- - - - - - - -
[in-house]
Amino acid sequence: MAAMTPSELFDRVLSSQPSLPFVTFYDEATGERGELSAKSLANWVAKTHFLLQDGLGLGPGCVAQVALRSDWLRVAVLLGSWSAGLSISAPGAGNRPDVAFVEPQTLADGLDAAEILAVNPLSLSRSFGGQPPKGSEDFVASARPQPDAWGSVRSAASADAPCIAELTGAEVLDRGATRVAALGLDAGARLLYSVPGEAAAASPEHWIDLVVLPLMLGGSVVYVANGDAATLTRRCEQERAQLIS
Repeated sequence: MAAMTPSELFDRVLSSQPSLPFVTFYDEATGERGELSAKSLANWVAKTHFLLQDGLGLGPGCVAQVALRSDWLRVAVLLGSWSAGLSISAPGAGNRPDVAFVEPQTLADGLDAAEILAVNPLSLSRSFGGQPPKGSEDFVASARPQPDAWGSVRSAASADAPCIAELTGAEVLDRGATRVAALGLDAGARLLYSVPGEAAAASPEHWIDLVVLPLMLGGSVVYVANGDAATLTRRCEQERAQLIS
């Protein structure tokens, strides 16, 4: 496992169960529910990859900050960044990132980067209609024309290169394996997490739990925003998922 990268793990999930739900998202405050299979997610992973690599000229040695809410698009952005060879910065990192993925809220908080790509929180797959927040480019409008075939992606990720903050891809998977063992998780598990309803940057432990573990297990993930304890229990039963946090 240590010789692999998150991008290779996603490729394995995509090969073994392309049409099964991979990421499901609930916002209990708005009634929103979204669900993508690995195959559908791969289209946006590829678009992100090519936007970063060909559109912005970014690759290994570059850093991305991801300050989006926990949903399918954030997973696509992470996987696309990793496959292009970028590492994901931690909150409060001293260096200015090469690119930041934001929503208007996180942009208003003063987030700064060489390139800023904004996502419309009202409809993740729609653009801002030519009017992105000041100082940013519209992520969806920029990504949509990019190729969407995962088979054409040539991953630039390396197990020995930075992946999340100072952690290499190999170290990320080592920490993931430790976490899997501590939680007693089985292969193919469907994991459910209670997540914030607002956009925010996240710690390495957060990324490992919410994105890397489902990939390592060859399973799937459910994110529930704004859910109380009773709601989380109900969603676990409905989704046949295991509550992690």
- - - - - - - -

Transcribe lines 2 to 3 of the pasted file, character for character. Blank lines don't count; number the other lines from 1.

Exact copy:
Amino acid sequence: MAAMTPSELFDRVLSSQPSLPFVTFYDEATGERGELSAKSLANWVAKTHFLLQDGLGLGPGCVAQVALRSDWLRVAVLLGSWSAGLSISAPGAGNRPDVAFVEPQTLADGLDAAEILAVNPLSLSRSFGGQPPKGSEDFVASARPQPDAWGSVRSAASADAPCIAELTGAEVLDRGATRVAALGLDAGARLLYSVPGEAAAASPEHWIDLVVLPLMLGGSVVYVANGDAATLTRRCEQERAQLIS
Repeated sequence: MAAMTPSELFDRVLSSQPSLPFVTFYDEATGERGELSAKSLANWVAKTHFLLQDGLGLGPGCVAQVALRSDWLRVAVLLGSWSAGLSISAPGAGNRPDVAFVEPQTLADGLDAAEILAVNPLSLSRSFGGQPPKGSEDFVASARPQPDAWGSVRSAASADAPCIAELTGAEVLDRGATRVAALGLDAGARLLYSVPGEAAAASPEHWIDLVVLPLMLGGSVVYVANGDAATLTRRCEQERAQLIS